In a manner of speaking, World Cup qualifying kicks off for real for Canada on Friday with the Canadian Men’s National Team facing off against Cuba in Havana at 2pm at Estadio Pedro Marrero. With even the most pessimistic pundits correctly predicting that Canada would vanquish the football minnows – St. Lucia, St. Kitts and Nevis and Puerto Rico – that the Canadian team faced off against in the previous round of qualifying last year, the really big matches start now for a Canadian National team who are aiming to qualify for the “Hex”, the final round of World Cup qualifying for the CONCACAF region.
And with this being the round of World Cup qualifying that Canada has often struggled in during previous campaigns, the heat is now on for Canada on a number of levels.
With a squad made up of talented and very experienced players who ply their trades as club players in Europe and in the MLS, this team has all of the qualities, experience and CONCACAF pedigree necessary to break through and qualify for a World Cup for the first time since 1986. Thus, the pressure is now on for Head Coach Stephen Hart and his players to prove that they can break through and get the job done on the pitch against Cuba, Panama and Honduras.
First up is Cuba and, as it often the case in the CONCACAF region, Canada won’t only need to deal with the qualities of their opposition, they will also need to overcome the type of factors (overwhelming heat, a poor pitch, suspect refereeing) that they rarely come up against in their days jobs in Europe and North America.
That said, Head Coach Stephen Hart was pragmatic when asked today about the inherent gamesmanship of the Cubans scheduling their home match against Canada at the hottest time of the day, at 2pm in the afternoon in a humid and sweltering Havana afternoon.
“Look, if you want to play in CONCACAF, you have to accept, endure and overcome. We can’t do anything about the heat. And with the pitch, we can’t do anything about that. You only take care of things that you can control. And I have told the players that,” said Hart at Canada’s final training session ahead of the kickoff of the third round of World Cup qualifying.
While Hart was equally pragmatic when discussing the state of a pitch that is reminiscent of the type of crab grass you see on the lawn of someone who has neglected that aspect of their property for some time, he also admitted the conditions will necessitate Canada having to adjust their style of play to make up for the conditions.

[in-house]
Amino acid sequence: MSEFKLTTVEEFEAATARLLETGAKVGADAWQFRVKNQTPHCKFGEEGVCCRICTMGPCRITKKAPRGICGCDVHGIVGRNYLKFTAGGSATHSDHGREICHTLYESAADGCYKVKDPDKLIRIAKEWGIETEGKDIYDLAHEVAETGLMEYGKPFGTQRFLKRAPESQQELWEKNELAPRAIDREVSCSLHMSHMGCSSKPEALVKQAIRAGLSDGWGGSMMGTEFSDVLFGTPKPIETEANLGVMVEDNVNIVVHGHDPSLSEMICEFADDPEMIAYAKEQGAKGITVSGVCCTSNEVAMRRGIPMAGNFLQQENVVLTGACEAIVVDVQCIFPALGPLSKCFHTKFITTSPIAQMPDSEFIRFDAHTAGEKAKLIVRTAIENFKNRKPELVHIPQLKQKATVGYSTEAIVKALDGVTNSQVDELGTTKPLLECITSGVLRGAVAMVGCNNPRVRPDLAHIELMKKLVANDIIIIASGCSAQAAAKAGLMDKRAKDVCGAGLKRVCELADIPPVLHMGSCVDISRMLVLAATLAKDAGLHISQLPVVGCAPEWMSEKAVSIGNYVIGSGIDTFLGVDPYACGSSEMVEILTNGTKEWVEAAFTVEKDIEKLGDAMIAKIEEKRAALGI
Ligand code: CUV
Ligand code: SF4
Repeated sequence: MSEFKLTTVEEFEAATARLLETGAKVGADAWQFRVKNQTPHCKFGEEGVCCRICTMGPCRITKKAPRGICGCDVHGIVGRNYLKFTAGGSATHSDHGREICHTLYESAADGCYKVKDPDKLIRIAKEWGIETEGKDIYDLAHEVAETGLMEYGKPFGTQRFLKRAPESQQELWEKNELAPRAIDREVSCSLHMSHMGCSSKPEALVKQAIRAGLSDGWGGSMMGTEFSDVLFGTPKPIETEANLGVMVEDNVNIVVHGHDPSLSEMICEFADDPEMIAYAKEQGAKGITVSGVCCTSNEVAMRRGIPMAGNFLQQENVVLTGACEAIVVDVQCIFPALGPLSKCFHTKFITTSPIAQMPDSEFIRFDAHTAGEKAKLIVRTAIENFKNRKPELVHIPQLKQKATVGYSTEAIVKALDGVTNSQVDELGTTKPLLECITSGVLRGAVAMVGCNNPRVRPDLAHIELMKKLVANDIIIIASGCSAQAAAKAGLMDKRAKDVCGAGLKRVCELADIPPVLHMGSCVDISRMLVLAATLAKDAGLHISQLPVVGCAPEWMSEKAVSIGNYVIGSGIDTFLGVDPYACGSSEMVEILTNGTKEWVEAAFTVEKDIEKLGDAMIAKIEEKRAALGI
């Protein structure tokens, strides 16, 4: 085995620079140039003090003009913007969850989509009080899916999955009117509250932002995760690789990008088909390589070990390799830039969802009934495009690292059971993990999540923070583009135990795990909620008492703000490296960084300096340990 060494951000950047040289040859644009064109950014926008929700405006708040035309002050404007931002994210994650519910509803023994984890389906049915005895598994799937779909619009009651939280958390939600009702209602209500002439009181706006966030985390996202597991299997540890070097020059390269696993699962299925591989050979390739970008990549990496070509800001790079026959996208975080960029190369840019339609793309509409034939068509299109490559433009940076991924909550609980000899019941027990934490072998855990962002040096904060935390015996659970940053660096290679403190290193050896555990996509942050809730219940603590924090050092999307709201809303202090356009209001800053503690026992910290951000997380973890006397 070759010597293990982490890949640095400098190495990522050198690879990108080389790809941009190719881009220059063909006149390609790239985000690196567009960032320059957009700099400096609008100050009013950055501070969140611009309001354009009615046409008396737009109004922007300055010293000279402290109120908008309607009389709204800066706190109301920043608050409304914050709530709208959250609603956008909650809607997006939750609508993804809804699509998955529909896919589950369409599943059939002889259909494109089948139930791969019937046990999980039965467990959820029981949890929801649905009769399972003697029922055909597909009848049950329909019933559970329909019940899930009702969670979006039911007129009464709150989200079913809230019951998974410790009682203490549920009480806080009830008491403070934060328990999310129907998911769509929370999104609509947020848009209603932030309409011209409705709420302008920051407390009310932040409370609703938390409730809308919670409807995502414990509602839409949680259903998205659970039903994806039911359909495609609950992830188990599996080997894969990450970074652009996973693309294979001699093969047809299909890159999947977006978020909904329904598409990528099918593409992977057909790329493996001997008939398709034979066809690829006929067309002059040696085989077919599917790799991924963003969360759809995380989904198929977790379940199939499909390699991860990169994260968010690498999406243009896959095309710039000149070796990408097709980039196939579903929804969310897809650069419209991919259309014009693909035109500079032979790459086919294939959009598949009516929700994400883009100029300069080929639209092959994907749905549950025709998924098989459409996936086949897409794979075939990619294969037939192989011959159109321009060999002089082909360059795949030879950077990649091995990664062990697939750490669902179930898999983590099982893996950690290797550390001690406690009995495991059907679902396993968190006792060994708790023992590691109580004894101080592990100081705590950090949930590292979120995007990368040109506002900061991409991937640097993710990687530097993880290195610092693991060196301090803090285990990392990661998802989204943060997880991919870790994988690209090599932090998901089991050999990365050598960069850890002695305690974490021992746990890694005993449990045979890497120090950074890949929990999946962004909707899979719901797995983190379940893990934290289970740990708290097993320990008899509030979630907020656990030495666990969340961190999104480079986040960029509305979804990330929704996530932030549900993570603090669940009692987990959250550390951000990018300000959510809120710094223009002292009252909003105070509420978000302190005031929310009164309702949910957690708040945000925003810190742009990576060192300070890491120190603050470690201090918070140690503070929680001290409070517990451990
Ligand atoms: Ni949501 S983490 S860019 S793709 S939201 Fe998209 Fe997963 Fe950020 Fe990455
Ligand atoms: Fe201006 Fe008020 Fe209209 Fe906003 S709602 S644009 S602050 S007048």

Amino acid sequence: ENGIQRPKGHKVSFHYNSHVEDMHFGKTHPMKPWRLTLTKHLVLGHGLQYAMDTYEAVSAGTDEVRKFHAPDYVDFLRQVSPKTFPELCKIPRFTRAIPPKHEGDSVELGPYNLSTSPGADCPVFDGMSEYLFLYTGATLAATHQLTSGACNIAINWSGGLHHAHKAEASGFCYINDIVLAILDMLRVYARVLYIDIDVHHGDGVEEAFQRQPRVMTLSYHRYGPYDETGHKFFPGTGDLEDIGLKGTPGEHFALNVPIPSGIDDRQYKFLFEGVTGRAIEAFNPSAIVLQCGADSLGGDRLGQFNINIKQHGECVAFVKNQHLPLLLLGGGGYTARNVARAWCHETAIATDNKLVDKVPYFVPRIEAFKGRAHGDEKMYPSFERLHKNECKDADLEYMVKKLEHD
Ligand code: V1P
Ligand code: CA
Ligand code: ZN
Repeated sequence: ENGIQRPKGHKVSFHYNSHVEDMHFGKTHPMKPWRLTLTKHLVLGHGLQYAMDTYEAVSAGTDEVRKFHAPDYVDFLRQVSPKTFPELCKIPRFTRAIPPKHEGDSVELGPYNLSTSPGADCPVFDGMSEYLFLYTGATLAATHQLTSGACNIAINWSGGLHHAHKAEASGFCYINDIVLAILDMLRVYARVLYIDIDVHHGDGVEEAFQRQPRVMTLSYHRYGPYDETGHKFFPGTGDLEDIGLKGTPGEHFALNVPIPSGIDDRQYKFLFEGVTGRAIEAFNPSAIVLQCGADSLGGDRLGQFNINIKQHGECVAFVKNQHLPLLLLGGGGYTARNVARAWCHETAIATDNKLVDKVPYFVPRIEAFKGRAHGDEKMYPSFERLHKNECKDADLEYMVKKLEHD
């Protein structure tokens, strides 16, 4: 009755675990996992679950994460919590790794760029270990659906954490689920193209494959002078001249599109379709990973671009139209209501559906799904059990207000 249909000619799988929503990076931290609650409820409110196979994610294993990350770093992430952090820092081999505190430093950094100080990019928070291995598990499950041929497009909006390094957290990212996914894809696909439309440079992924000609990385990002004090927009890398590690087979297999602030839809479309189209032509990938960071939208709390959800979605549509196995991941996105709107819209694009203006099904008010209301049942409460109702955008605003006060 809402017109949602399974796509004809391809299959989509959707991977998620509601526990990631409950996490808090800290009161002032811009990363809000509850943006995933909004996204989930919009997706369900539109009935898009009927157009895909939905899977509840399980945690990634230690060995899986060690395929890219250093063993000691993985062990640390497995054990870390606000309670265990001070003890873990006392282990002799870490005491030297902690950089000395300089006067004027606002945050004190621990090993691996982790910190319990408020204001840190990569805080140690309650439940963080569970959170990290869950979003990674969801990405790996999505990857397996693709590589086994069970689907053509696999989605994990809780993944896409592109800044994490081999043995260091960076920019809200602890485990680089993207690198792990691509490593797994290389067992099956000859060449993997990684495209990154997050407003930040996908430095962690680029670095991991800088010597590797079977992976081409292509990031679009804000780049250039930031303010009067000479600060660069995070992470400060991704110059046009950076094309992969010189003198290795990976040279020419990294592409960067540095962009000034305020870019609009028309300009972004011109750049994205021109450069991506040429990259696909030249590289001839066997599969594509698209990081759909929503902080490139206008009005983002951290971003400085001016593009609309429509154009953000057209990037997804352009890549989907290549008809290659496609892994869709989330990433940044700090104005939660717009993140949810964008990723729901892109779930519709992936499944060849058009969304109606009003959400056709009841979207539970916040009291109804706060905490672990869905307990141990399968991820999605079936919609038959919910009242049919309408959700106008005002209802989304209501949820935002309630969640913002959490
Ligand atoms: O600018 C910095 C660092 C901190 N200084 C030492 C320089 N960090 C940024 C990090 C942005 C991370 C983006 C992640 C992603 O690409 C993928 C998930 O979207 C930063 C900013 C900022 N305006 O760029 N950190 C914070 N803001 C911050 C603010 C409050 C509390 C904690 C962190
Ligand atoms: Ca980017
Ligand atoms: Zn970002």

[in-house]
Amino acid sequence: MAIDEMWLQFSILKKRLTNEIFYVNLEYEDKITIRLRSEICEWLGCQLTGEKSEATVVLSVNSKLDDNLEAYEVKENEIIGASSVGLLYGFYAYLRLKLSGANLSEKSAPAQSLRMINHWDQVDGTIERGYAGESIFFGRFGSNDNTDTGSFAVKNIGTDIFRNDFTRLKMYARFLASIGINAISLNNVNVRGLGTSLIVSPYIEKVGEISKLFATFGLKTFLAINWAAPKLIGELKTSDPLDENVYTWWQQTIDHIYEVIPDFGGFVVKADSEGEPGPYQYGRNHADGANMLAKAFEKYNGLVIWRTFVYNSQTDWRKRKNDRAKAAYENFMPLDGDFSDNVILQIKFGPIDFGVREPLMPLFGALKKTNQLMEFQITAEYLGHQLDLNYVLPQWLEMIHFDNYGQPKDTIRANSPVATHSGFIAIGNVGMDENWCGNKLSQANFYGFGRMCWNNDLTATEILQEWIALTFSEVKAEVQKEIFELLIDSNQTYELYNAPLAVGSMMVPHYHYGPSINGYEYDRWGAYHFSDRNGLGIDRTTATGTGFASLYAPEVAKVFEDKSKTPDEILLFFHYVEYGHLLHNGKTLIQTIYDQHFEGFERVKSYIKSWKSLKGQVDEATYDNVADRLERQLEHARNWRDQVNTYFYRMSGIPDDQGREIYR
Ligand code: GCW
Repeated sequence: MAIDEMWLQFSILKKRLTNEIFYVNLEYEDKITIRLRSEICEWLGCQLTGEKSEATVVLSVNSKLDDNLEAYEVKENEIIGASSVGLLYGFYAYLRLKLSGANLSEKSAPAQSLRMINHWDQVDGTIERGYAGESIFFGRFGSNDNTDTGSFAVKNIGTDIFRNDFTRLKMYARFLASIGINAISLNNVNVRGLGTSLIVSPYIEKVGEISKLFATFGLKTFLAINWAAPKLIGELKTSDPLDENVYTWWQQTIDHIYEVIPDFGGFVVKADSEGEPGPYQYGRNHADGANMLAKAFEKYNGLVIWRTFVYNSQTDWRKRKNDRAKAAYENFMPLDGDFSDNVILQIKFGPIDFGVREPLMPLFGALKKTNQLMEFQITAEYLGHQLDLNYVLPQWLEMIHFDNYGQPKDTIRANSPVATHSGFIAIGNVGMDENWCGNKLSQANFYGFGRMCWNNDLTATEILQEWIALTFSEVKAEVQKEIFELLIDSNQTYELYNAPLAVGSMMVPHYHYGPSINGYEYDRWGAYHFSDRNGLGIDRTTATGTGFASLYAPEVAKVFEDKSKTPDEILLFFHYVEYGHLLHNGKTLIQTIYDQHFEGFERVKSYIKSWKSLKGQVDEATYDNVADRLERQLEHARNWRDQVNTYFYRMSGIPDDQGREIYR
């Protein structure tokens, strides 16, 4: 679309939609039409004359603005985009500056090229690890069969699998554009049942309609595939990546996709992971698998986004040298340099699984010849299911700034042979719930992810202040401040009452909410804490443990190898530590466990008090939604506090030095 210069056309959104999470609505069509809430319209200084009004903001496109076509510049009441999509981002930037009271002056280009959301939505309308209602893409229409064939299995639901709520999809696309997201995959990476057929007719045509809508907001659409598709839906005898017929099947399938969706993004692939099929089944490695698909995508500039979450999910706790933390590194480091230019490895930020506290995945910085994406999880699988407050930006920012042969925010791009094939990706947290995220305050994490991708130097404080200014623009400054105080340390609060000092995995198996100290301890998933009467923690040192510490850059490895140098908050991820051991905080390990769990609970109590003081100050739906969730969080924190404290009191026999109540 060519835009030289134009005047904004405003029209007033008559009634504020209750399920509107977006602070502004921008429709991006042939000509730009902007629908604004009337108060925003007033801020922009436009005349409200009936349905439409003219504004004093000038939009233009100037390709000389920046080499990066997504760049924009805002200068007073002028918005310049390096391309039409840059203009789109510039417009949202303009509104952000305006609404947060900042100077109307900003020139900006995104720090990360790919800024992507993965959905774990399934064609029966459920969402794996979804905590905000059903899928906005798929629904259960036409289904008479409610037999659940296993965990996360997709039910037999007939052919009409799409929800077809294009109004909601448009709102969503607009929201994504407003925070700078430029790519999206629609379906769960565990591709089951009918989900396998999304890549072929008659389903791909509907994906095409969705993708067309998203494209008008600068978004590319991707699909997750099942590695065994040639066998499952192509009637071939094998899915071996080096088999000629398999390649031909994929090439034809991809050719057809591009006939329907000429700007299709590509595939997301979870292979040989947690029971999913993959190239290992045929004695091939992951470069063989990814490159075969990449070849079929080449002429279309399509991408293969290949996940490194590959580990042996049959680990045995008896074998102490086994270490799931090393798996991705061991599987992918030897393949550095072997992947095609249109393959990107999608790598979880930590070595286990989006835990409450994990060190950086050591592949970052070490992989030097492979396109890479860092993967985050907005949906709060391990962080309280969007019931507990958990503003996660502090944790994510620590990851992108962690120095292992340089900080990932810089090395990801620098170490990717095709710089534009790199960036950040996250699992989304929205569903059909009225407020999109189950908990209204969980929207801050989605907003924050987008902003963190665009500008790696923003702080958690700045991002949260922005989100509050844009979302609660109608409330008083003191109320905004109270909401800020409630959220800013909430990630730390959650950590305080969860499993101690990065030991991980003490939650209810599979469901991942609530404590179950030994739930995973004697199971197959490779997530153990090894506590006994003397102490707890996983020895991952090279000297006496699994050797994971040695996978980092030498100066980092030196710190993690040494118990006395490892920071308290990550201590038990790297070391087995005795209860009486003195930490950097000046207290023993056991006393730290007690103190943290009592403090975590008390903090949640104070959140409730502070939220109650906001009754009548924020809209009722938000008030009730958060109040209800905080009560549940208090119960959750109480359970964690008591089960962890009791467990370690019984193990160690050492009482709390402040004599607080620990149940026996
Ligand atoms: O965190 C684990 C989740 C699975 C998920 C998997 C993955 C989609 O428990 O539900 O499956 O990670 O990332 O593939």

“It’s okay. Both teams have to play on it. One team is more accustomed to it than the other, but, you know, I don’t want any excuses. As I said, we have adapt and overcome. We have to be sensible in the things that we do. There are certain things that it will disrupt – the speed of how you play and the timing of your movement. Other than that, you just have to play the game,” said Hart.
Team captain Kevin McKenna parroted his head coach in terms of his expressed pragmatism surrounding the environment in which Canada will play a crucial first match in a round of World Cup qualifying that has confounded many Canadian teams in years past.
“It’s probably the worst pitch I have ever played on, but this is CONCACAF and this is World Cup qualifying. And these are the games that you have to win. I think it forces you to play the game more directly. This is not the type of pitch to pass the ball around on,” said McKenna.
Midfielder Atiba Hutchinson also admitted that the pitch was in poor shape, but he was also fast to state that the focus of the players is on getting three points rather than nitpicking about the state of the grass the game will be played on.
“It’s definitely not the best pitch that I have played on. The grass is pretty high and it’s bumpy, but it’s not something we are focused on. We are just focused on coming here and getting three points. It will definitely be a different game. You are not going to have the smooth flowing game that you are looking for and maybe we will have to be a little more direct at times to get behind them. We just want to make sure that we don’t concede any goals and hopefully we can get on the score sheet,” said Hutchinson.
When asked about the heat and humidity in which the match against Cuba will be played, McKenna and Hutchinson admitted that the weather condition which many are predicting will make a tough road match that much tougher will be a factor, but they were also expedient to state that it is something Canada is used to and prepared for.
“We trained down in Florida for ten days and it was similar weather and maybe even a little bit hotter. Today is windy, so I don’t know what tomorrow is going to bring. I think that with the game being at 2pm tomorrow, you will see the weather playing a role,” said McKenna.
“We had some training sessions in Fort Lauderdale, getting used to this weather, before we played the game against the United States. It’s something that we are all used to and we have been in these conditions before and we have had to deal with it. So I don’t think it will be a major problem in the game tomorrow,” stated Hutchinson.